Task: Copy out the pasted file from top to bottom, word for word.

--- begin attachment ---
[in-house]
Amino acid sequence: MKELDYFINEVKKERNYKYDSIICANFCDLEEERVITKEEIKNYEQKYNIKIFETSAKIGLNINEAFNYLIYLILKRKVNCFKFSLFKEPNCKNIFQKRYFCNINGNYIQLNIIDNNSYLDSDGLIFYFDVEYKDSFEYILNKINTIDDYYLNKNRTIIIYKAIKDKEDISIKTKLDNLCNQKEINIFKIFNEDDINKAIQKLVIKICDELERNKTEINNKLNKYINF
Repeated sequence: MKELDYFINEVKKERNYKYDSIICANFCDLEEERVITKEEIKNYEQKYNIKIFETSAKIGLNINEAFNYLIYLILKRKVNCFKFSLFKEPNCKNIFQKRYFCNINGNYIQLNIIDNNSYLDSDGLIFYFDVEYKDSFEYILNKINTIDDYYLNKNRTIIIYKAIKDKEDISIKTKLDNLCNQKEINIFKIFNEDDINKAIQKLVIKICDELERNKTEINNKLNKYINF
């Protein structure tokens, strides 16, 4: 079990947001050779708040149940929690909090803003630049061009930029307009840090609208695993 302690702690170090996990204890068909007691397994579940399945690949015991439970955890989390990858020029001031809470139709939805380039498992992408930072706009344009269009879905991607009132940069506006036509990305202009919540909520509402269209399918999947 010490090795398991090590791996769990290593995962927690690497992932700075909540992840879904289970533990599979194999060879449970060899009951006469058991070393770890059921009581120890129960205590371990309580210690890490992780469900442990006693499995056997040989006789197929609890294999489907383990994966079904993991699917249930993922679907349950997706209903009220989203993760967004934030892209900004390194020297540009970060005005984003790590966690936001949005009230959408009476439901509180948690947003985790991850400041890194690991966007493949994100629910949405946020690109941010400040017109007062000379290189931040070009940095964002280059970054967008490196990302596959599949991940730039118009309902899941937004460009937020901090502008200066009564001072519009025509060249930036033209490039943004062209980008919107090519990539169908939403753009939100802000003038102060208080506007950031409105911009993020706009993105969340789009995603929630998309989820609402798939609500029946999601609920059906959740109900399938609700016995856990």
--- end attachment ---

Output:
[in-house]
Amino acid sequence: MKELDYFINEVKKERNYKYDSIICANFCDLEEERVITKEEIKNYEQKYNIKIFETSAKIGLNINEAFNYLIYLILKRKVNCFKFSLFKEPNCKNIFQKRYFCNINGNYIQLNIIDNNSYLDSDGLIFYFDVEYKDSFEYILNKINTIDDYYLNKNRTIIIYKAIKDKEDISIKTKLDNLCNQKEINIFKIFNEDDINKAIQKLVIKICDELERNKTEINNKLNKYINF
Repeated sequence: MKELDYFINEVKKERNYKYDSIICANFCDLEEERVITKEEIKNYEQKYNIKIFETSAKIGLNINEAFNYLIYLILKRKVNCFKFSLFKEPNCKNIFQKRYFCNINGNYIQLNIIDNNSYLDSDGLIFYFDVEYKDSFEYILNKINTIDDYYLNKNRTIIIYKAIKDKEDISIKTKLDNLCNQKEINIFKIFNEDDINKAIQKLVIKICDELERNKTEINNKLNKYINF
């Protein structure tokens, strides 16, 4: 079990947001050779708040149940929690909090803003630049061009930029307009840090609208695993 302690702690170090996990204890068909007691397994579940399945690949015991439970955890989390990858020029001031809470139709939805380039498992992408930072706009344009269009879905991607009132940069506006036509990305202009919540909520509402269209399918999947 010490090795398991090590791996769990290593995962927690690497992932700075909540992840879904289970533990599979194999060879449970060899009951006469058991070393770890059921009581120890129960205590371990309580210690890490992780469900442990006693499995056997040989006789197929609890294999489907383990994966079904993991699917249930993922679907349950997706209903009220989203993760967004934030892209900004390194020297540009970060005005984003790590966690936001949005009230959408009476439901509180948690947003985790991850400041890194690991966007493949994100629910949405946020690109941010400040017109007062000379290189931040070009940095964002280059970054967008490196990302596959599949991940730039118009309902899941937004460009937020901090502008200066009564001072519009025509060249930036033209490039943004062209980008919107090519990539169908939403753009939100802000003038102060208080506007950031409105911009993020706009993105969340789009995603929630998309989820609402798939609500029946999601609920059906959740109900399938609700016995856990």